More than any other American city, Chicago qualifies as the Rev. Jesse Jackson's home base. It was here in 1971 that he launched Operation PUSH (People United to Serve Humanity), and he has lived here for more than 20 years.
Yet until his run for the Democratic presidential nomination, he was often more highly regarded as a black leader outside the city than in Chicago itself. But his campaign, including the passionate speech he gave this week at the Democratic convention - have done much to make him more of a local hero.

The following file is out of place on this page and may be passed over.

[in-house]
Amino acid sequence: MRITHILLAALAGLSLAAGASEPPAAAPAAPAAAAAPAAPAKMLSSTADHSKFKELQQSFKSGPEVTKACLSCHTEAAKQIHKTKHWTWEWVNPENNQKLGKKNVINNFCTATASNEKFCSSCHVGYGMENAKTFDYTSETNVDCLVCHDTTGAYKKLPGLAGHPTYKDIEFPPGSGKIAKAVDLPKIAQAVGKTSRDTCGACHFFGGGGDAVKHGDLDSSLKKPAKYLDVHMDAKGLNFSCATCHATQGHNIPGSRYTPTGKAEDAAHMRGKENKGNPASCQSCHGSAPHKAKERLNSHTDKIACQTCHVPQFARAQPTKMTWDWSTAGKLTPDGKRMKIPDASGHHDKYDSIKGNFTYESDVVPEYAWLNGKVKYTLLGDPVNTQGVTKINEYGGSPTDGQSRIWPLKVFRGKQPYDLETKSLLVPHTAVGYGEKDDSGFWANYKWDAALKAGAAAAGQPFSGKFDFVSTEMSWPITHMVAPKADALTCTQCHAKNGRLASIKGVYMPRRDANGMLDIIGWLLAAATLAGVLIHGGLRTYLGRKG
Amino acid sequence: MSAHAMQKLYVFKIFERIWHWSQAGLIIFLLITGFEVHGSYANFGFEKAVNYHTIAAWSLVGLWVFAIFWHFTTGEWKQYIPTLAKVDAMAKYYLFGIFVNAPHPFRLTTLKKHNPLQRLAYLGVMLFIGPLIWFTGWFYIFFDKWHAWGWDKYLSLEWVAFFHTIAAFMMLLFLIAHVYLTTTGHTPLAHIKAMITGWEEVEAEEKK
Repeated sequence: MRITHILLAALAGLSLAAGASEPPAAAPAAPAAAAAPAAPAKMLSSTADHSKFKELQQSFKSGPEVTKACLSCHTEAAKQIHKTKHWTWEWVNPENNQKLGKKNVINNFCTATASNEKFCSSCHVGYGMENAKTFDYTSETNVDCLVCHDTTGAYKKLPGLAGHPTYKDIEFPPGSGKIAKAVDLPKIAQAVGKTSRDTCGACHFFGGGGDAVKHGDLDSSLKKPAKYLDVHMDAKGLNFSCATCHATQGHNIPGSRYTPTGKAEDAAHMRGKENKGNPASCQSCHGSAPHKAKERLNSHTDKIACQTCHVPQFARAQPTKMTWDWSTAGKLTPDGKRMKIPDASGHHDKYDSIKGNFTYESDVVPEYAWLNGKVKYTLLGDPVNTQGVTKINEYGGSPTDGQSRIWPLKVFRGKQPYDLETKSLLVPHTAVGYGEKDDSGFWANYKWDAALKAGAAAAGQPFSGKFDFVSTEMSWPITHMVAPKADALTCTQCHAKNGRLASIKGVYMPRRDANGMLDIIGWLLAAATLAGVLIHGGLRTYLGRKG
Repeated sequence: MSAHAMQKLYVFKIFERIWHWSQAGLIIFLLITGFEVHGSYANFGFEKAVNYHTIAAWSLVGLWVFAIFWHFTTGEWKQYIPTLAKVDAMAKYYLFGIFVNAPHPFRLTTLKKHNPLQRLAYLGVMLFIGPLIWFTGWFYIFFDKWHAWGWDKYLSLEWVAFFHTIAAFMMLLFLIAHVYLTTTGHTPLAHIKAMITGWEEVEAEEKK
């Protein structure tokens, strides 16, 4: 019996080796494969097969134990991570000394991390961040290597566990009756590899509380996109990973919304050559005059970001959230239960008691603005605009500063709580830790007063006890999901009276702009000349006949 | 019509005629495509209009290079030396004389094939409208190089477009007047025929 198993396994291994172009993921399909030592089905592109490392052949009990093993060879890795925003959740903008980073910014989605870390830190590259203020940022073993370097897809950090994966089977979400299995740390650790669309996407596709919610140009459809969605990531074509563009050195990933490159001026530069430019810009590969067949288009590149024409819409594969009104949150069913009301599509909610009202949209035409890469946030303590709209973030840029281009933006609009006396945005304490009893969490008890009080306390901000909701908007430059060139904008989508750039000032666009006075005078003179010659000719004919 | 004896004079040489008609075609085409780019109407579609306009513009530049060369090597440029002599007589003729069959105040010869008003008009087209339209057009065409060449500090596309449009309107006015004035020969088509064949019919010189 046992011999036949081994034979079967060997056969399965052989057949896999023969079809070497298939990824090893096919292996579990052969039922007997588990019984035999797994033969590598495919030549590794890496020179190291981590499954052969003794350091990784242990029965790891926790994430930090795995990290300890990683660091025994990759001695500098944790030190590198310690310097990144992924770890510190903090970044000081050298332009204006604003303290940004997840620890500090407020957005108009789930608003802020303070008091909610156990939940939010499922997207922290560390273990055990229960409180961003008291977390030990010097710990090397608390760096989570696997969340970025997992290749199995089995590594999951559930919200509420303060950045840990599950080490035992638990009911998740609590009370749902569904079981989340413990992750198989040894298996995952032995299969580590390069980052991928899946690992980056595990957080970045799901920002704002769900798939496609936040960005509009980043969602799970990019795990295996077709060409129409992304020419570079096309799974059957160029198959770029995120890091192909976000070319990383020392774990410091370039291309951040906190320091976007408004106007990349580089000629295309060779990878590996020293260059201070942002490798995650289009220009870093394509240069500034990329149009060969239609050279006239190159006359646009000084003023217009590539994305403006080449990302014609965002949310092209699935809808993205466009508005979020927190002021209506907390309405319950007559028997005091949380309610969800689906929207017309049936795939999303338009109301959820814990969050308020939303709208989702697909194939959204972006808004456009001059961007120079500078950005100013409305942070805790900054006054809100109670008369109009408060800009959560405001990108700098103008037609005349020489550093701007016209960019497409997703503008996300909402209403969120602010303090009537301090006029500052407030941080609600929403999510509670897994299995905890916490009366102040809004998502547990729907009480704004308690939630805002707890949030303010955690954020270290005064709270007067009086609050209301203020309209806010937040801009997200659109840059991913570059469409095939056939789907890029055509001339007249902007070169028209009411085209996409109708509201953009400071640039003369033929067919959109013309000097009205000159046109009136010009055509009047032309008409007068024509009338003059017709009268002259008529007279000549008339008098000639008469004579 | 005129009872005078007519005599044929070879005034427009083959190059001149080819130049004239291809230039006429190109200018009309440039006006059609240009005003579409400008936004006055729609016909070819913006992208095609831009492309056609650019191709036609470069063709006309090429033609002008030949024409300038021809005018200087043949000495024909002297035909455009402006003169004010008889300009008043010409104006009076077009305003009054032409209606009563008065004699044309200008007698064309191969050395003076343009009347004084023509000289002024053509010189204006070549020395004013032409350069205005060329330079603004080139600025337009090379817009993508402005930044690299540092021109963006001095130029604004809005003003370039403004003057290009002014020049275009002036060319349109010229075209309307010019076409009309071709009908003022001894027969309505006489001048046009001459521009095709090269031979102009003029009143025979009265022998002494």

The reaction of Chicagoans who heard the speech and were questioned at random was mostly favorable.
''It was a speech that should heal a lot of wounds,'' says Janie Russell, a student at Chicago Loop College.
The Rev. George Riddick, a vice-president of Operation PUSH, says the speech was powerful enough to compensate largely for the defeat of the minority plank earlier the same day in the Democratic Party platform. He added that Jackson's call for a more realistic Mideast policy and the need to embrace Africa as a potential trading partner were particularly important.
Ralph Leslie, a black clerk in a downtown store, says: ''I respect him a lot more now. . . . I don't think he has a rainbow coalition - he's sometimes practiced reverse discrimination - but I think he could. If he'd tone it down a little, he could get a more middle-class base.''